My team is supported in part by a Senior Investigator Award from the Wellcome Trust for a project entitled: Becoming Good: Early Intervention and Moral Development in Child Psychiatry, 2015-2020. This project follows on from a Wellcome Trust university award for VOICES: Voices on Identity, Childhood, Ethics & Stimulants: Children join the debate. See: www.adhdvoices.com. VOICES publications and videos have had impacts on clinical training and communication in the UK and around the world. In related work on ‘smart drugs’ and cognitive enhancement, we have influenced national health and policy deliberations in the UK, Europe and the United States (see www.nerri.eu and Singh et al, PLOS ONE).
I have contributed to various scientific and policy groups, including the UK National Institutes of Clinical Excellence (NICE), US National Institutes of Mental Health (NIMH) and the Nuffield Council on Bioethics. I am co-chair of the Ethics Advisory Board for the EU-AIMS project on autism treatments (www.eu-aims.eu) and an expert advisor for the National Autism Project (http://www.nationalautismproject.org.uk).
NEUROSCIENCE ETHICS and SOCIETY
My team’s location within Oxford Psychiatry and Neuroscience is a key strength of our programme, allowing us to develop work that is integrated with world-leading, cutting edge research and clinical development in psychiatry and neuroscience. We also maintain an important independence, grounded in cross-appointment to the Oxford Uehiro Centre in Philosophy and concrete affiliations with the Oxford Ethox Centre in the Nuffield Department of Population Health.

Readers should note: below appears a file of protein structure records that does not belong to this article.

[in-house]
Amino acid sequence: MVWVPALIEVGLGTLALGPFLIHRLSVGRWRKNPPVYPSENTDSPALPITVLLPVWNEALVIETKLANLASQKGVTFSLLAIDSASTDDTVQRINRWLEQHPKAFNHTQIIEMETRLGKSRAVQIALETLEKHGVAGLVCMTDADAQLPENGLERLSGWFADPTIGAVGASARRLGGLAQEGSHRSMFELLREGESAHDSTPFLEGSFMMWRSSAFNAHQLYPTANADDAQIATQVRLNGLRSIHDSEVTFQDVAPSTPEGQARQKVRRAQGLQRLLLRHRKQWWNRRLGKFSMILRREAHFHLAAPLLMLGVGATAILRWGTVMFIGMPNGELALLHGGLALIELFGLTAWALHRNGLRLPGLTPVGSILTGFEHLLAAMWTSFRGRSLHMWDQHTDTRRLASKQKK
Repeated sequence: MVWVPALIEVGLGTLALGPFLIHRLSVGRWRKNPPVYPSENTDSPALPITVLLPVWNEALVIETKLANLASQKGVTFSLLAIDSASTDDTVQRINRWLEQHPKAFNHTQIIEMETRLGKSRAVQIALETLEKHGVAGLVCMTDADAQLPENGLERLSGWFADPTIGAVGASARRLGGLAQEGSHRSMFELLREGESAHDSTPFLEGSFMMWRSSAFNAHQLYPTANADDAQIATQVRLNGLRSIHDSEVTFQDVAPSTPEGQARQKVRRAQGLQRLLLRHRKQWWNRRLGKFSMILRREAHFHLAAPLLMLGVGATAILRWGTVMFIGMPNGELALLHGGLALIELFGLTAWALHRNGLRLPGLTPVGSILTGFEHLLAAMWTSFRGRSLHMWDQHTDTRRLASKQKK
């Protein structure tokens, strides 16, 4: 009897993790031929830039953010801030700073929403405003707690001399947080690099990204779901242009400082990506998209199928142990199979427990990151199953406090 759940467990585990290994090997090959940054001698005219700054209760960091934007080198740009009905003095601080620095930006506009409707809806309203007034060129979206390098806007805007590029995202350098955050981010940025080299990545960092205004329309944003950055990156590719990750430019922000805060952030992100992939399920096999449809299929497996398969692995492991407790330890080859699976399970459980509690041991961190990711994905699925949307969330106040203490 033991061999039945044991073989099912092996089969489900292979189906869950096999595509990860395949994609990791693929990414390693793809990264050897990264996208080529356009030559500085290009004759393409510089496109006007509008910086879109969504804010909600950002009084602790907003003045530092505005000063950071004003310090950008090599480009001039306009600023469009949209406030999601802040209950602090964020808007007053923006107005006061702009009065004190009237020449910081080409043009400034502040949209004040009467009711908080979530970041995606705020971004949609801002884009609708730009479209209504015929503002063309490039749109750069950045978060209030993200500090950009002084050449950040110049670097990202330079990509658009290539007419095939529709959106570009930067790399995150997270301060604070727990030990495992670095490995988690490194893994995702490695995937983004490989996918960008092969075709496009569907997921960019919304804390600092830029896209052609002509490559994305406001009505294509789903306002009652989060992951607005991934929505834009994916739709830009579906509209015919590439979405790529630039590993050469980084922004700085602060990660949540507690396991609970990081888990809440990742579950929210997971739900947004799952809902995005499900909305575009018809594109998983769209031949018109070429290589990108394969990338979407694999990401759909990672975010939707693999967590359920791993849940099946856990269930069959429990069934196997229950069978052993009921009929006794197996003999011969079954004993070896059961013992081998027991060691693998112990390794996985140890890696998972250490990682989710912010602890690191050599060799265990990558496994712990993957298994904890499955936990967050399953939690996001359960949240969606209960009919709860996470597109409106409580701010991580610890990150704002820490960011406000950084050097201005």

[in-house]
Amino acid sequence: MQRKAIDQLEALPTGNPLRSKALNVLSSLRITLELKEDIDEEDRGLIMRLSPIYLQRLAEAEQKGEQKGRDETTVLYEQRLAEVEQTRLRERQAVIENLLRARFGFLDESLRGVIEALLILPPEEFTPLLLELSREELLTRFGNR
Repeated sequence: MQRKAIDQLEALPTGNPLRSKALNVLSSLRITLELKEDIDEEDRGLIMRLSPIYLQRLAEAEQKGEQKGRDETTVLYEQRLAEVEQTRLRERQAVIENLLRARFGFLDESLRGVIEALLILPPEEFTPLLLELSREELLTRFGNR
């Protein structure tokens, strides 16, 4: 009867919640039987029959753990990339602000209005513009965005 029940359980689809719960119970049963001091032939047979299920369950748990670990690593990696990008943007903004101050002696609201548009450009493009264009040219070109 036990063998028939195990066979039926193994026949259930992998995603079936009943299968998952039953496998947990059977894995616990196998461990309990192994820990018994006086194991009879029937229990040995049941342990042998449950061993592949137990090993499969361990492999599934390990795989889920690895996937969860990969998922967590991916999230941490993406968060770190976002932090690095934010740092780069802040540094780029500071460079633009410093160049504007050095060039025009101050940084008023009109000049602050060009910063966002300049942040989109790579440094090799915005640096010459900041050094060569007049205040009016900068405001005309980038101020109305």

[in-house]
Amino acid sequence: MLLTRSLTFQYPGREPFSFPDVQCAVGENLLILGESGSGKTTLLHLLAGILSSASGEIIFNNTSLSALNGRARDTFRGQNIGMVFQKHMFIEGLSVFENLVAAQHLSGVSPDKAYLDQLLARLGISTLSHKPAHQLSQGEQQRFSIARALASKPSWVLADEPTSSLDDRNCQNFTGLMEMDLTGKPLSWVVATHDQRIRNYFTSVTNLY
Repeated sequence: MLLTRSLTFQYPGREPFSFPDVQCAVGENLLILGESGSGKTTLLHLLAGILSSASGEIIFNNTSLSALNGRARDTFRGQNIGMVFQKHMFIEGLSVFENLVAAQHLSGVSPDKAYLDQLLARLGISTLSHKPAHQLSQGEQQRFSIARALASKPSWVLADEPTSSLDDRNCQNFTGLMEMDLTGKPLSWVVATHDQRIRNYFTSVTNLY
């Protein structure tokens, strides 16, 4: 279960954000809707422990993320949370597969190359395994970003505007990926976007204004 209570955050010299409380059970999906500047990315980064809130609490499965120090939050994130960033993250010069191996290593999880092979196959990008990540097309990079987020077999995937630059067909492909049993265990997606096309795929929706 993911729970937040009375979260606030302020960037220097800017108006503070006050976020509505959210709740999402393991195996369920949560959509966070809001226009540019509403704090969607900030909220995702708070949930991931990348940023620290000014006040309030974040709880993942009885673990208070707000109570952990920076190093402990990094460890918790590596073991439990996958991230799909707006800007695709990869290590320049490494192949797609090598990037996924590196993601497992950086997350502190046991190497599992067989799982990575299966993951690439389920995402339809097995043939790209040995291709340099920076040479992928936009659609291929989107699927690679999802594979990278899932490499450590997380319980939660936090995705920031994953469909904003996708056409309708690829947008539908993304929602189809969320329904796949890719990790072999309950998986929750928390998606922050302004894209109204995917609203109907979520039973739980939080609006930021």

The range and scale of ethics and societal foresight needs in psychiatry and neuroscience are extensive and exciting. We work with colleagues across Oxford and beyond who have relevant ethics and social science expertise for specific projects, and we build collaborative, multi-disciplinary teams that represent genuine, critically engaged and reflexive integration of science, ethics and society.
We are involved in developing ethics research and guidance for a range of scientific and clinical studies in Oxford Psychiatry and Neuroscience, including projects in forensic psychiatry, bi-polar disorder, psychosis, anorexia nervosa and global child development. We also provide ethics advice and foresight analysis to projects involving ‘big neuro’ and personalised mental health.
VOICES: Voices on Identity, Childhood, Ethics & Stimulants: Children join the debate
Singh I., (2012)